Recipe. You Won't Want to Miss This!

Recipe. You Won't Want to Miss This!

Moroccan Lamb Tagine

A tagine is a North African stew of spiced meat that is cooked "low and slow" in an earthenware casserole with a conical lid.  This recipe is derived from my time in Morocco and features the tastes I experienced and some of the tips I learned from local chefs there.  Just like with any stew you are already comfortable preparing, you should feel free to add the spices you prefer, as I did.  Lamb is a meat commonly enjoyed in this part of the world.

4 lamb shanks, butcher cut into 9 pieces

5 tsp. Ras-el-Hanout* (see below)

1 tbs. ground ginger

2 tsp. ground cumin

salt, pepper

1 tbs. sugar

24 prunes

1 tbs. butter

4 tbs. orange blossom water (see below)

pinch of ground cinnamon

4 tbs. extra virgin olive oil (EEVO)

1 medium onion chopped

5 cloves of garlic, 2 whole, 3 chopped

1 cinnamon stick

24 toasted almonds, toasted

2 tbs. sesame seeds, toasted

fresh coriander chopped, for garnish

1.     Combine spices (omitting sugar) and toast in sauté pan until aromatic (approximately 4-5 minutes). Grind in spice grinder (including sugar/ omitting cinnamon stick).*

2.     Slowly boil prunes in 1 ½ cups of water for 30 minutes. Remove prunes. Add 1 TBS butter/2 TBS orange blossom water/pinch of cinnamon to prune liquid, and reduce until syrupy. About 15 minutes.

3.     Add 4 TBS EVOO to tagine. Brown lightly seasoned lamb (salt and pepper) in tagine. Place aside.

4.     Add chopped onion to tagine and cook until caramelized. Add garlic, ground spices,  cinnamon stick, and 2 TBS orange blossom water. Saute for another 3 minutes.

5.     Arrange lamb in tagine. The onions act as a shield to protect the meat. Add 1 ½ cups of water to the tagine. Cover and cook for three hours on low heat. Only open the tagine to check level of liquid. Add more water if needed.

*Due to the amount of lamb and the size of my tagine (too small), I felt it was more manageable to put the entire dish is a covered casserole and roast at 325 degrees for three hours. I then transferred the cooked meat and sauce to the tagine.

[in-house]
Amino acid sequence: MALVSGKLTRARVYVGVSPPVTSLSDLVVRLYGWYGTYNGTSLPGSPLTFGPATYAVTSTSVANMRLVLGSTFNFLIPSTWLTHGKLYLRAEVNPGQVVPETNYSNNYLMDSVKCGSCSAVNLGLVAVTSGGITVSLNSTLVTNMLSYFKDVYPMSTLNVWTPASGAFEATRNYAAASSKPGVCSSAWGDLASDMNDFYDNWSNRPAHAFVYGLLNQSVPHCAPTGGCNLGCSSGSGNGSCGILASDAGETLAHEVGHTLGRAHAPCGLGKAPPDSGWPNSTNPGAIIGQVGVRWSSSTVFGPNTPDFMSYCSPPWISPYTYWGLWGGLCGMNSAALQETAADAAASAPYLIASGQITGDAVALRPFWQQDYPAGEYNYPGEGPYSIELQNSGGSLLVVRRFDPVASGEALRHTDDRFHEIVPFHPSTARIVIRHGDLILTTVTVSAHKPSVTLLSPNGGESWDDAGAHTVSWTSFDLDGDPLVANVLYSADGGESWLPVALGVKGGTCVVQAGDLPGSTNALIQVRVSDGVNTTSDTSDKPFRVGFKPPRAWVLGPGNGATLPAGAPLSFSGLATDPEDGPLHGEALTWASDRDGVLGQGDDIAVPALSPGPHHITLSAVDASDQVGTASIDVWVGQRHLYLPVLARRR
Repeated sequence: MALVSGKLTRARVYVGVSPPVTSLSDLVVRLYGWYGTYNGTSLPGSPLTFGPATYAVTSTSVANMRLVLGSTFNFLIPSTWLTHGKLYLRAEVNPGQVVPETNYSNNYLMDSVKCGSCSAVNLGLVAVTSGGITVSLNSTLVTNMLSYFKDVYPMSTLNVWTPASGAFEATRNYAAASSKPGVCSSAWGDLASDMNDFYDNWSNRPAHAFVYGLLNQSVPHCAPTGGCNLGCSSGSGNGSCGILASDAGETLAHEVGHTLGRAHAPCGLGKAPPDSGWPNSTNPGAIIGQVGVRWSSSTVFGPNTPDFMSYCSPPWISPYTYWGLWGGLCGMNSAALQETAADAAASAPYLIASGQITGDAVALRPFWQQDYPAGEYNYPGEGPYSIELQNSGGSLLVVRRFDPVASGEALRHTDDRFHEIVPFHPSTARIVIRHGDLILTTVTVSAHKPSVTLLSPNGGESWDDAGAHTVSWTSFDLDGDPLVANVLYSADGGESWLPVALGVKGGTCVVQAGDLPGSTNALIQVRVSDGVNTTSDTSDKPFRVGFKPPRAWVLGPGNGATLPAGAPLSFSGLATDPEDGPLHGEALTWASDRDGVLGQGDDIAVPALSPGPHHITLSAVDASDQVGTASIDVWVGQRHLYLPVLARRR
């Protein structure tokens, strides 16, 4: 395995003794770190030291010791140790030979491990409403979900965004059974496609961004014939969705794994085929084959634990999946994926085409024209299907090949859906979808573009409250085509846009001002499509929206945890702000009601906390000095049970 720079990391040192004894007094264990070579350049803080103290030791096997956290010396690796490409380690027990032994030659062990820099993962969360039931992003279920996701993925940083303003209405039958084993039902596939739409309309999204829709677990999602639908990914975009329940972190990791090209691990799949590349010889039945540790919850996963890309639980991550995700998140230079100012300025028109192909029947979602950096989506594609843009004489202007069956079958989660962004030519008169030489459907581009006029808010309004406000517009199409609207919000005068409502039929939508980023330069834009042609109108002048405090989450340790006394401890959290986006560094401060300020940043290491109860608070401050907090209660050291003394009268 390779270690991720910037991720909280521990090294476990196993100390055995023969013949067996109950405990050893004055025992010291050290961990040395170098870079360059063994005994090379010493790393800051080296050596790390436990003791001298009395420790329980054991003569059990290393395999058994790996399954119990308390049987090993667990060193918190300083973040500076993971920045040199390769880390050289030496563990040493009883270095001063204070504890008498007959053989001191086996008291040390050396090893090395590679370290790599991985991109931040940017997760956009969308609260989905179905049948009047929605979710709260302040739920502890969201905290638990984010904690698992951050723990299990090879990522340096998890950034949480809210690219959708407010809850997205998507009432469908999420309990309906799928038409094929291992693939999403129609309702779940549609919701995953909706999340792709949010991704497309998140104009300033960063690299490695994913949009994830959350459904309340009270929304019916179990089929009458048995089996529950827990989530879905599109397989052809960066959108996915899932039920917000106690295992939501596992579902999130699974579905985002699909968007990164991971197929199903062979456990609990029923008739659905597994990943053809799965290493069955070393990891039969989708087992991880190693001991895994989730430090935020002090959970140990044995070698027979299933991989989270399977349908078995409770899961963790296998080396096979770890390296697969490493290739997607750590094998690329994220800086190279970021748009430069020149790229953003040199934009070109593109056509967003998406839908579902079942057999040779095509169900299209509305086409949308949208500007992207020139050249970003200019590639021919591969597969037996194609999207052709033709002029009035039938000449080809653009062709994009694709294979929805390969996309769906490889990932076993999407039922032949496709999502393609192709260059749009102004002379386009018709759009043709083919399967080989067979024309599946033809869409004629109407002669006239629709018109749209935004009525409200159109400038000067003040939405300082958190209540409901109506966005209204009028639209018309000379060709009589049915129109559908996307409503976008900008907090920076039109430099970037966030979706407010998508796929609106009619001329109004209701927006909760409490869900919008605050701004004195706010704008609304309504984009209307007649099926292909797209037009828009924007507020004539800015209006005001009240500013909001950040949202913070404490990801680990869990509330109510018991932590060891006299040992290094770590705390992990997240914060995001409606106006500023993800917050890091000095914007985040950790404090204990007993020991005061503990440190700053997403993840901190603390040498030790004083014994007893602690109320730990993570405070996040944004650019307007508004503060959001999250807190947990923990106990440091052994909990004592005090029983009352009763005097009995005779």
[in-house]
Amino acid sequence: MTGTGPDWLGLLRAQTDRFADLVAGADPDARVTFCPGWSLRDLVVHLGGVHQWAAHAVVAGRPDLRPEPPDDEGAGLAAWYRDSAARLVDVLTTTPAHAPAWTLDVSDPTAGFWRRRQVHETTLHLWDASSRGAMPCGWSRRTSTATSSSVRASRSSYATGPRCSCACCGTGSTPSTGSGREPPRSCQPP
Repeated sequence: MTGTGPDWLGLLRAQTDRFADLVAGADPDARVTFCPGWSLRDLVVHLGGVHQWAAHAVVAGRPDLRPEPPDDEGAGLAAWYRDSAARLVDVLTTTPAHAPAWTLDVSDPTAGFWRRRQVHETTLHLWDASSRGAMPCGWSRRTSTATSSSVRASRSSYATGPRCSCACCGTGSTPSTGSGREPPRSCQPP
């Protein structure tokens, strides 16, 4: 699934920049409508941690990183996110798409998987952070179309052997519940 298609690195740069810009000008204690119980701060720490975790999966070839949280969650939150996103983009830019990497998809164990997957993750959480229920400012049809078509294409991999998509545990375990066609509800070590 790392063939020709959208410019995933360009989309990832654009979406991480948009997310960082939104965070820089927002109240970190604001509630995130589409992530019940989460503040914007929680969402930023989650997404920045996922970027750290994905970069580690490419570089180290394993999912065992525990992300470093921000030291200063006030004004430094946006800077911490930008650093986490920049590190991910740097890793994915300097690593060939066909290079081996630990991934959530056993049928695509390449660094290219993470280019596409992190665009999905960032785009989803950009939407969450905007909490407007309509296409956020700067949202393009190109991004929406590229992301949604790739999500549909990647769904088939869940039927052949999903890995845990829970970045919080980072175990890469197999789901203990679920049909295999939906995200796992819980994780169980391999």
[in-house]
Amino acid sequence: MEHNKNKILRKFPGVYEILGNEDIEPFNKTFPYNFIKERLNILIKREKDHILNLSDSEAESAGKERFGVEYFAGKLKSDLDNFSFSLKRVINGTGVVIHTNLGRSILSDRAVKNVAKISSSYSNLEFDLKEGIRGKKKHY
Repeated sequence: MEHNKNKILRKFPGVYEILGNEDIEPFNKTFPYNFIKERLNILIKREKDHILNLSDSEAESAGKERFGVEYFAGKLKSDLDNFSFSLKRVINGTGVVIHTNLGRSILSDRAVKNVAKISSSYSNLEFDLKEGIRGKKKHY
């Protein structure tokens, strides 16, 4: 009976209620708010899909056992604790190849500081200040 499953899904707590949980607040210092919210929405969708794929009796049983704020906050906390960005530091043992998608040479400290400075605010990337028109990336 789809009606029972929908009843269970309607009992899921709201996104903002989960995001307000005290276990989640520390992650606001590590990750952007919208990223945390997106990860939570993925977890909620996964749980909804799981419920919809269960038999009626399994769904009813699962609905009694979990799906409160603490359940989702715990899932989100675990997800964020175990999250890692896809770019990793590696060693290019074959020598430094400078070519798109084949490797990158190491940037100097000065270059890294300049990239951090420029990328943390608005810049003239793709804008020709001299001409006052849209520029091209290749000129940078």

6.     Remove pits from prunes and replace with toasted almonds. Toast 2 TBS sesame seeds.

7.     To finish the dish place prunes around cooked lamb. Sprinkle prunes with toasted sesame seeds. Spoon the prune reduction over entire dish and garnish with chopped coriander.

Serves 6

Serve with warm apricot, coriander cous cous.  

Editor’s Notes:

Don’t be intimidated by this recipe!  It is not hard and directions are easy to follow.  * Ras-el-Hanout is a blend of spices, just as we purchase curry powder, which is also a blend.  If it’s not available to you, you can wing it, starting with coriander, cumin and cinnamon, which make up the base.  To that you can add ginger, crushed red pepper flakes and turmeric, and you are pretty much there.  You can also substitute a bit of orange zest in water if you don't have orange blossom water. Then just follow the recipe above.  And by the way—no spice grinder, no problem;  a small coffee grinder works just fine.  You can also “pulse” into a fine grind in your blender!

Your favorite cous cous will work well.  And last, stuffing the prune too fussy?  I’ve seen the toasted almonds sprinkled over top.  Also, I have had with no prunes at all.  BUT, I will say that I have had this tagine, as above, more than once, prepared by Jay Miller himself, and it is delicious.  You really feel like you are experiencing a cuisine from another part of the world.  It is perfect for this time of year!

If so inclined, here is a recipe for making your own Ras-el-Hanout, which was published by Epicurious:

  • 1 1/2 teaspoon coriander seeds
  • 3/4 teaspoon cumin seeds
  • 1/2 teaspoon crushed red pepper flakes
  • 1 1/4 teaspoons ground cinnamon
  • 1 teaspoon paprika
  • 1/2 teaspoon ground cardamom
  • 1/2 teaspoon ground ginger
  • 1/2 teaspoon ground turmeric

Toast coriander and cumin seeds in a small skillet over medium heat, stirring occasionally, until aromatic and slightly darkened, about 4 minutes. Let cool.  Grind in spice mill along with crushed red pepper flakes. Transfer finely ground spices to a small bowl.  Add remaining ingredients and whisk together to blend. Store airtight at room temperature for as long as one month.


Travel Series:  Key West, Paradise.

Travel Series: Key West, Paradise.

Emerging Writers.  Historical Fiction Part 3, by Mary Ann DiLorenzo

Emerging Writers. Historical Fiction Part 3, by Mary Ann DiLorenzo